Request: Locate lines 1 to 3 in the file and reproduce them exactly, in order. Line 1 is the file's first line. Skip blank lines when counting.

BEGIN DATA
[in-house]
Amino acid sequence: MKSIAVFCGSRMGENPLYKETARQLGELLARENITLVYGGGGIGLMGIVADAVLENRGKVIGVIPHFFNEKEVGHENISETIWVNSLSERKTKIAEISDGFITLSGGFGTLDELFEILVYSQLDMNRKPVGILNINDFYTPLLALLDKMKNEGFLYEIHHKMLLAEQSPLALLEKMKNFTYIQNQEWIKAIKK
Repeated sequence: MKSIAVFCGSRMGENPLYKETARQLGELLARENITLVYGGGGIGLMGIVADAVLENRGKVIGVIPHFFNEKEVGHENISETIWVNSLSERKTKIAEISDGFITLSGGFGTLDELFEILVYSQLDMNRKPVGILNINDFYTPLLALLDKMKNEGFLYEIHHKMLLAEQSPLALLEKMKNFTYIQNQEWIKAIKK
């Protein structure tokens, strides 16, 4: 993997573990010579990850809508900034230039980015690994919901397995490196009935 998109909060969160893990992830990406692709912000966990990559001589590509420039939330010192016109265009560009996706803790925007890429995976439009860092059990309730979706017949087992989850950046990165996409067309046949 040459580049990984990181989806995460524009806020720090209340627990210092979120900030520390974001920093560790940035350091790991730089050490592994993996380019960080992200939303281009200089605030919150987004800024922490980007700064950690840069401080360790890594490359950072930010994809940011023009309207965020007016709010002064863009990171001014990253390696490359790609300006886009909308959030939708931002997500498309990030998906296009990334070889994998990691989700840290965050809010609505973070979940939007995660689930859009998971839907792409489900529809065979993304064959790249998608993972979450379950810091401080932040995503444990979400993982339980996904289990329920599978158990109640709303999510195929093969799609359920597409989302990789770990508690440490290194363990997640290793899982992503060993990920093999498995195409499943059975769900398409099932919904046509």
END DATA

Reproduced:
[in-house]
Amino acid sequence: MKSIAVFCGSRMGENPLYKETARQLGELLARENITLVYGGGGIGLMGIVADAVLENRGKVIGVIPHFFNEKEVGHENISETIWVNSLSERKTKIAEISDGFITLSGGFGTLDELFEILVYSQLDMNRKPVGILNINDFYTPLLALLDKMKNEGFLYEIHHKMLLAEQSPLALLEKMKNFTYIQNQEWIKAIKK
Repeated sequence: MKSIAVFCGSRMGENPLYKETARQLGELLARENITLVYGGGGIGLMGIVADAVLENRGKVIGVIPHFFNEKEVGHENISETIWVNSLSERKTKIAEISDGFITLSGGFGTLDELFEILVYSQLDMNRKPVGILNINDFYTPLLALLDKMKNEGFLYEIHHKMLLAEQSPLALLEKMKNFTYIQNQEWIKAIKK